Burmese craftswomen's first exhibit

Dastkari haat

The enticing jade jewellery and home decor from craftswomen of Myanmar have earned appreciation from Delhiites at this year’s Dastkari Haat Samiti. People may be immersed in bargaining and buying Burmese Pathein umbrellas, puppets and velvet slippers, but they are unaware of the stories each of these creations have to tell – those of their hardworking creators who have come to India for the first time.

      It is the first time that they have got an organised platform to sell their products. Apologetic about not having much to share and contribute to the Indians during the festival, they feel lucky to get the opportunity of showcasing their hard work to a larger
audience.

“I see this bazaar as a dream for our people in Myanmar,” says Ei Ei Htwe who, along with Myint Htwe, Sandar Tun, Marip Hkawn Nan, Zin Zin Htaik and Khin Cho Mya, is showcasing her handicrafts at Dilli Haat in INA. “It is an entirely different experience here. In our country, the handicrafts are sold individually and not in an organised manner like it is here, and we lack the financial support from the authorities,” she tells Metrolife.

Surprised to see the situation of handicrafts at the festival, Ei Ei feels that if similar situation was there back home, there would have been more job opportunities.

“Handicrafts are especially for people who prefer working from home. Everybody loves handicrafts. It is good to see the prominence of handicrafts here. If the sector develops in this way, there will be thousands of job opportunities,” she says.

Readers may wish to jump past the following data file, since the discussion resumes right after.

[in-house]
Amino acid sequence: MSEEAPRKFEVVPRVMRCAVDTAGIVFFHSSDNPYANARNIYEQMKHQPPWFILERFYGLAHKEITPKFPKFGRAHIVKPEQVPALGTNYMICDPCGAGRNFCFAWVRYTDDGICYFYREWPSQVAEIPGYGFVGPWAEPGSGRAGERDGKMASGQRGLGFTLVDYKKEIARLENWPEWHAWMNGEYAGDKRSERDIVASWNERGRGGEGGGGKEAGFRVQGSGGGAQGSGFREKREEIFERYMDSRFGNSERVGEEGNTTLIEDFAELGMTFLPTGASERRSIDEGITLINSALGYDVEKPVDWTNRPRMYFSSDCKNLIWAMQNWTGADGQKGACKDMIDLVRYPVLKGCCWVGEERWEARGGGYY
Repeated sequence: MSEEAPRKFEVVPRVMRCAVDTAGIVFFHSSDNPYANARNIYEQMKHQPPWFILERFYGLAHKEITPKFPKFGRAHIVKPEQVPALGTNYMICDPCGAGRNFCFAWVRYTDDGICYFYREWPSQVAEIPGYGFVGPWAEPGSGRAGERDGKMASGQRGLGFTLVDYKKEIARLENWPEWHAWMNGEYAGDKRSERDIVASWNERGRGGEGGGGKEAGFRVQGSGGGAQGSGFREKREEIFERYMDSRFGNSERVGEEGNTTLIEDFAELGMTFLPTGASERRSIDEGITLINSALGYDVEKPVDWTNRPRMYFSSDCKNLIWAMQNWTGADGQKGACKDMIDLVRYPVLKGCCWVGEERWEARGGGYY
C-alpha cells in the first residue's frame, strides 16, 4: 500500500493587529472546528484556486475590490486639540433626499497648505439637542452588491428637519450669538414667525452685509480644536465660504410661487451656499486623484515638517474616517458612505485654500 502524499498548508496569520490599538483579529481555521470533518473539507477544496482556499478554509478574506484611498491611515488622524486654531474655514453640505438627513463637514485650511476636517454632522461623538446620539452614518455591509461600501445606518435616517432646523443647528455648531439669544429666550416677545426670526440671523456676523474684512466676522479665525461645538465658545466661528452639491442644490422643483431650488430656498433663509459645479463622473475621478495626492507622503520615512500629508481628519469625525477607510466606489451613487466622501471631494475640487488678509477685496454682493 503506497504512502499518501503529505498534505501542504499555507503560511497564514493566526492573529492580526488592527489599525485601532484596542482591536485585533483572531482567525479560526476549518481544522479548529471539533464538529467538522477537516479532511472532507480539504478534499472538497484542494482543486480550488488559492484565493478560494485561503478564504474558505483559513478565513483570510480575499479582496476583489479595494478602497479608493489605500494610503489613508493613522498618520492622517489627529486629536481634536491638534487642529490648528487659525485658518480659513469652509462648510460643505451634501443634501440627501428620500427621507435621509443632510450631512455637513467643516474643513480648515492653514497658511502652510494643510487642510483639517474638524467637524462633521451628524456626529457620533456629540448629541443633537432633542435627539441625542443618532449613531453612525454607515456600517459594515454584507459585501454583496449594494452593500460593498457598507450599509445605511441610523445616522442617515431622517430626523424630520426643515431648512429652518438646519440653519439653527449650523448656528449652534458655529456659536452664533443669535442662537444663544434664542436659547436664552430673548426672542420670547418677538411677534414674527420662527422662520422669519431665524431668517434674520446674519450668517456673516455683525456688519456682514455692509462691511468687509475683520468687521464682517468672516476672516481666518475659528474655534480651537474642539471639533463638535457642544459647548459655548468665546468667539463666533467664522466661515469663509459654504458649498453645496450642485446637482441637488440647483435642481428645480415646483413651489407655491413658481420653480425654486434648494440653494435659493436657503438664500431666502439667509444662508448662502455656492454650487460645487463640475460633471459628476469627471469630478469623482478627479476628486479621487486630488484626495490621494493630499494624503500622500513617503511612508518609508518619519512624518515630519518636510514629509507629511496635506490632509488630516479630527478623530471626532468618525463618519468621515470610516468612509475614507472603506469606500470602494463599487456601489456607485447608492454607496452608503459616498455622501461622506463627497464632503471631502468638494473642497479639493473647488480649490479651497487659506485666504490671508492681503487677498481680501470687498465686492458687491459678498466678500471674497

Myanmar, was under army rule for many years, and the handicrafts sector has been affected in both the scenarios. Along with the lack of interest and support from the higher income groups, they also lack sufficient manpower which prevents them to have
a continuous production.

“Our country is very rich with natural resources but our people are not rich. The authorities are not interested to support handicrafts. If we have a financial background, we can make a continuous production. There is also poor support for training new labourers. There are some NGOs who support us but not continuously,” explains Ei Ei.

However, given an opportunity like this (Dastakari) in their own country, she feels that they can contribute more to society for its development. “I would prefer a small and medium-sized enterprise, where we have a program for continuous production to meet the demands of the customer.”

The festival has been on for a week now and apart from all the knowledge that these Burmese women have got here, only one thing bothers them about the customers: bargaining. “Everyone here is very interested in our products but they are sensitive
 with the price,” says Ei Ei with a smile.

“I know that our prices are not too high. The consumers have the right to bargain if they want to make a purchase but handicrafts people are poor and people should not bargain on our products.”

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